Feature Flagging 101: How to Implement DevCycle's Feature Flags
How to create your first feature flag using DevCycle
We’re nearing the end of May, which means our Feature Flagging 101 blog series is coming to an end! Now that we’ve covered all of the basics of feature flags, here’s a guide that’ll show you how to actually get started with DevCycle’s feature flags in your own engineering organization. We’ll walk you through everything from creating your first feature, to installing your SDKs, and even tracking your feature’s performance to iterate as needed.
Getting started is so simple, you’ll be feature flagging by the end of this article.
Step 1: Set up your account
The first step to getting started with feature flags is to sign up for a DevCycle account and create your organization.
Take a look at our pricing plans, and choose the one that best meets your needs. (Note: if you’re just trying out feature flags for the first time, we have an always-free option that will meet very basic feature flagging needs.)
You should also invite any team members you plan to add to your organization at this point so that everyone can get started at once. Remember, DevCycle doesn’t have seat-based pricing. We have usage-based pricing. This means you can invite as many team members as you want, and still pay less.
Step 2: Create your first feature
Once your account is set up, you can create your first feature flag within DevCycle’s dashboard. (Yes, even before you install an SDK. That part comes next. Trust us.)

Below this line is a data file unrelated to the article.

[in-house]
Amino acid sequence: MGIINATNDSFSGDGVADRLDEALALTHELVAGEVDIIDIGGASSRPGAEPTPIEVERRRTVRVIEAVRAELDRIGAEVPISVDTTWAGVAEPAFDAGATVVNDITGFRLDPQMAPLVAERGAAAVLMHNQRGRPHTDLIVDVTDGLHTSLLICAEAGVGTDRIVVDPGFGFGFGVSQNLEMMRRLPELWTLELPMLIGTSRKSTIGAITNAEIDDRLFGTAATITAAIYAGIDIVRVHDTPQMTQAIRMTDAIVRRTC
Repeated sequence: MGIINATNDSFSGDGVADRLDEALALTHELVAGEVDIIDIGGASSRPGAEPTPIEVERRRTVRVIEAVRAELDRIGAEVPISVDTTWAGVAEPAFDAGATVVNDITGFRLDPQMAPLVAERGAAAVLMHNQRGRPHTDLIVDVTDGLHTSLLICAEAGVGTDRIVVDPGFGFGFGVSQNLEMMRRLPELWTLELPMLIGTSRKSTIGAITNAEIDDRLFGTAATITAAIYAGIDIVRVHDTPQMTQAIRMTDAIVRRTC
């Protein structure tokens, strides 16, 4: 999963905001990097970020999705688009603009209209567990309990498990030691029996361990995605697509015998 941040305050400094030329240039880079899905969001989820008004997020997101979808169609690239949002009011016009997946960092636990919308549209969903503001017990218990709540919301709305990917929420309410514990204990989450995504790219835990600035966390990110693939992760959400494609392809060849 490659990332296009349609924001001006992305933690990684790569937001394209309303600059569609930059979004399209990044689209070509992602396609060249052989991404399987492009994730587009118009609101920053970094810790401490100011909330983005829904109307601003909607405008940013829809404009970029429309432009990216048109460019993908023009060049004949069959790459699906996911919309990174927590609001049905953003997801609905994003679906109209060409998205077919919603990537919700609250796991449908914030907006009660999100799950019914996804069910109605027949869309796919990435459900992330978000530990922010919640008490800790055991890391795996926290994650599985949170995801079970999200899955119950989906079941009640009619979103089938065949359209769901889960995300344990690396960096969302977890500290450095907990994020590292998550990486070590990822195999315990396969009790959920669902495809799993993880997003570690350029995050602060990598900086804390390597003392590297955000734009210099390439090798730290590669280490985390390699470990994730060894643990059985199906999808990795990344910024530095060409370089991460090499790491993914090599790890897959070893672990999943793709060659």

To create your first feature, head to our dashboard and click the “Create New Feature” button. You’ll then be prompted to choose a feature type before naming your feature and defining a unique feature key and variable type:
For the feature name, be descriptive. (If one of your team members reads the name, they should be able to tell exactly what that feature does.)
The feature key is how your feature and its variables will be referenced in code. (A key will be automatically suggested based on the name you entered 👍)
Optionally, you can change the key of the initial variable to be different from the feature key.
The initial variable type allows you to select the type of variable for the initial created along with your feature (Boolean, JSON, String, or Number).
Once you’ve entered all your information for the feature, simply click “Create”
Step 3: Turn your feature on
When a feature is created in DevCycle, it’s automatically created across all environments that are defined in your project. Once you know how the feature should be managed in each environment and who it should target, you can turn the feature on for the environment you wish.
Step 4: Set up your SDK
You should read our docs for a full step-by-step guide on how to install and set up your SDK, but here’s a summary:
Once you’ve chosen your preferred SDK, you should install it via the relevant dependency manager. You should then import DevCycle and initialize the SDK in the correct environment.
Now, you should be able to access the feature you created and ensure the SDK was installed properly. Note:: the easiest way to ensure a proper SDK setup is to first set up a feature flag on the DevCycle dashboard. This is why we recommended you set up your first feature in the previous step. Now, you can access that feature with the SDK after it is installed.
Congrats, you’ve created your first feature!
Of course, there are lots of other things you can do with features and their variables once you’ve created them. But for today’s purpose of helping you implement DevCycle and create your first feature, we’re keeping it simple.
You can check out our docs for next steps on managing your variables and variations of a feature. You can also check out our feature flagging use cases for more information on all the super cool things you can do with feature flags once you’ve implemented DevCycle.
Ready to get started?
Create your free account today at app.devcycle.com.